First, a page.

Employee Benefit Plans
Employee Benefit Plans
Employee Benefit Plans
The Company provides certain pension, health care and death benefits to eligible retirees and their dependents. The funding mechanism for such benefits varies based on the country where the retiree resides and receives benefits.  Eligibility for pension coverage is based on retirement qualifications. Healthcare benefits may be subject to deductibles, co-payments and other limitations. The Company reserves the right to modify benefits unless a government agency in a certain country prohibits it from doing so.
As part of the Spin-Off, and in accordance with the employee matters agreement referred to in Note 2, “Discontinued Operations,” certain combined plans were split between MTW and MFS. Accordingly, the Company transferred to MFS pension obligations associated with active, retired and other former employees of MFS for those impacted MFS-related defined benefit pension plans. The allocation of plan assets was determined in accordance with applicable Employee Retirement Income Security Act of 1974, Internal Revenue Service and other jurisdictional requirements.
The components of periodic benefit costs for three months ended March 31, 2017 and March 31, 2016 are as follows:
 
 
Three Months Ended March 31, 2017
 
 
 
 
 
 
Postretirement
 
 
U.S.
 
Non-U.S.
 
Health and
 
 
Pension
 
Pension
 
Other
(in millions)
 
Plans
 
Plans
 
Plans
Service cost - benefits earned during the period
 
$

 
$
0.4

 
$
0.1

Interest cost of projected benefit obligations
 
1.3

 
0.6

 
0.2

Expected return on plan assets
 
(1.2
)
 
(0.4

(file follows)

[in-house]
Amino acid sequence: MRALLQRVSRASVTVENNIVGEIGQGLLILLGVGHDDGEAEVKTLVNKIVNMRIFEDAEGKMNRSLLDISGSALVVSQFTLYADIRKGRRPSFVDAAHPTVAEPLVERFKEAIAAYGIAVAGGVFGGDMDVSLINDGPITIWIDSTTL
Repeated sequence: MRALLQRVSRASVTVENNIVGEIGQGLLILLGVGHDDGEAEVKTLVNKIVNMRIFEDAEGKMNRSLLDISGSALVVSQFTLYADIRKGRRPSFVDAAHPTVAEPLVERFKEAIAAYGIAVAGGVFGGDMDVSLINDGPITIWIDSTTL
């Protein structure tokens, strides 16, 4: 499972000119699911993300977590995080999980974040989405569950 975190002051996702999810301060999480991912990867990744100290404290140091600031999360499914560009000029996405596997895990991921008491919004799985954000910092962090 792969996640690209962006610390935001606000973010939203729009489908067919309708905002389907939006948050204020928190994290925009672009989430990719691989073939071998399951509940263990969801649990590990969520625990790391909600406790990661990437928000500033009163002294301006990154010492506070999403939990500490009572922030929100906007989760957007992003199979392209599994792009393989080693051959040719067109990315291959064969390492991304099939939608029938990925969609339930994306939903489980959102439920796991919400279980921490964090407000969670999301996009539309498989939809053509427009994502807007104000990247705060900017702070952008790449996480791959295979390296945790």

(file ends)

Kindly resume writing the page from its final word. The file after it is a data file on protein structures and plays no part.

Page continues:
)
 

Amortization of prior service cost
 

 

 
(0.3
)
Amortization of actuarial net loss
 
0.8

 
0.4

 
0.1

Net periodic benefit costs
 
$
0.9

 
$
1.0

 
$
0.1

 
 
Three Months Ended March 31, 2016
 
 
 
 
 
 
Postretirement
 
 
U.S.
 
Non-U.S.
 
Health and
 
 
Pension
 
Pension
 
Other
(in millions)
 
Plans
 
Plans
 
Plans
Service cost - benefits earned during the period
 
$

 
$
0.5

 
$
0.1

Interest cost of projected benefit obligations
 
2.2

 
1.6

 
0.5

Expected return on plan assets
 
(1.7
)
 
(1.2
)
 

Amortization of actuarial net loss
 
1.1

 
0.4

 

Net periodic benefit costs
 
1.6

 
1.3

 
0.6

Net periodic benefit costs associated with MFS
 
0.4

 
0.4

 
0.1

Net periodic benefit costs included in continuing operations
 
$
1.2

 
$
0.9

 
$
0.5

Restructuring
Restructuring
Restructuring
The Company is continuing its restructuring activities to right-size the business by balancing capacity with demand. During the three months ended March 31, 2017 and 2016, the Company incurred $11.7 million and $4.4 million of restructuring expense, respectively. The costs for the three months ended March 31, 2017 related primarily to the closure of manufacturing operations in Manitowoc, WI and Passo Fundo, Brazil. Costs for the three months ended March 31, 2016 related to workforce reductions in two of the Company's facilities in North America.
With regard to the closure of the facility in Manitowoc, the Company expects to incur total cash charges for severance costs and other employment-related benefits in the range of $7 to $10 million, capital expenditures in the range of $10 to $12 million and other costs in the range of $15 to $20 million. Through the first quarter of 2017, the Company has incurred $2.1 million related to severance costs and other employment-related benefits, $4.4 million for capital expenditures and $9.5 million in other costs related to these initiatives. Non-cash charges, primarily related to fixed assets and inventory related charges, are expected to be in the range of $15 to $20 million, of which $17 million has been recorded to date. The Company anticipates all cash and non-cash charges to be recognized by the end of 2017.